As someone who has moments when the writing just won’t flow, I especially like tips and tricks for beating writer’s block and letting the words flow.
If you’re a writer motivated only by an impending deadlines, you ought to devote a minute or two to this list.
I was using Stumble Upon when I found 201 Ways to Arouse Your Creativity by Katie Tallow of Momentum Gathering.
This photo licensed under Creative Commons and the work of Miss Pupik. See more of her photos in her Flickr photostream.
What’s your favorite way to break writer’s block and get the words flowing?
Eric Anderson is a freelance writer and English and history tutor in Wesley Chapel, Florida. Contact him at Tampa tutor at Tampa bay dot rr dot com or by calling 813.787.8959.
I haven’t ever seen a question on the SAT Error ID section that tests the difference between continual and continuous, but it’s good to know.
Image of Deepwater Horizon Fire courtesy of US Coast Guard 8th District External Affairs and licensed under Creative Commons Attribution Only.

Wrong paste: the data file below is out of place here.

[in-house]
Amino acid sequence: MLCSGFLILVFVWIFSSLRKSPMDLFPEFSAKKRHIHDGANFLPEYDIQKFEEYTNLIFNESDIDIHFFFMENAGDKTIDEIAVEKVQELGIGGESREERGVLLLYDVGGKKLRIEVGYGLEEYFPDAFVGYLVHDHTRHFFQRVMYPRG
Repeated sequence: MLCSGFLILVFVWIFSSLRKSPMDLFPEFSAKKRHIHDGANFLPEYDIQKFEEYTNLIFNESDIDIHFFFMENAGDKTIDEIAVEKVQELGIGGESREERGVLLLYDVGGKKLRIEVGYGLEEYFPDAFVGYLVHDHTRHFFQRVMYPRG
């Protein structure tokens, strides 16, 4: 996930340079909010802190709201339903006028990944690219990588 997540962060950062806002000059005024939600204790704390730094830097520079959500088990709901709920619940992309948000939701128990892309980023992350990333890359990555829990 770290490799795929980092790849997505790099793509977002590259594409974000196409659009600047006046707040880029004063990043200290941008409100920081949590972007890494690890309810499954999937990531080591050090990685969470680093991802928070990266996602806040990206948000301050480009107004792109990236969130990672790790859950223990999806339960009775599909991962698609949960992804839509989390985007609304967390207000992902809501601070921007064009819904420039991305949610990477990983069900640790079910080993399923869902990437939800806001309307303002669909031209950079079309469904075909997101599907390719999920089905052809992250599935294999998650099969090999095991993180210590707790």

- Continual means occurring from time to time or intermittently.
While we shared an office, I grew weary of her continual comments about my poor eating habits.
The British Petroleum workers attempting to repair the broken oil pipe have faced continual setbacks.
- Continuous means over a stretch of time without ceasing.
After 45 minutes of continuous exercise, the fat man collapsed.
The oil has been pouring into the Gulf of Mexico continuously for 51 days.
If your son or daughter is preparing to take the SAT, PSAT, or ACT in the fall, why not use this summer to get ready? Contact Wesley Chapel English Tutor Eric Anderson at 813.787.8959.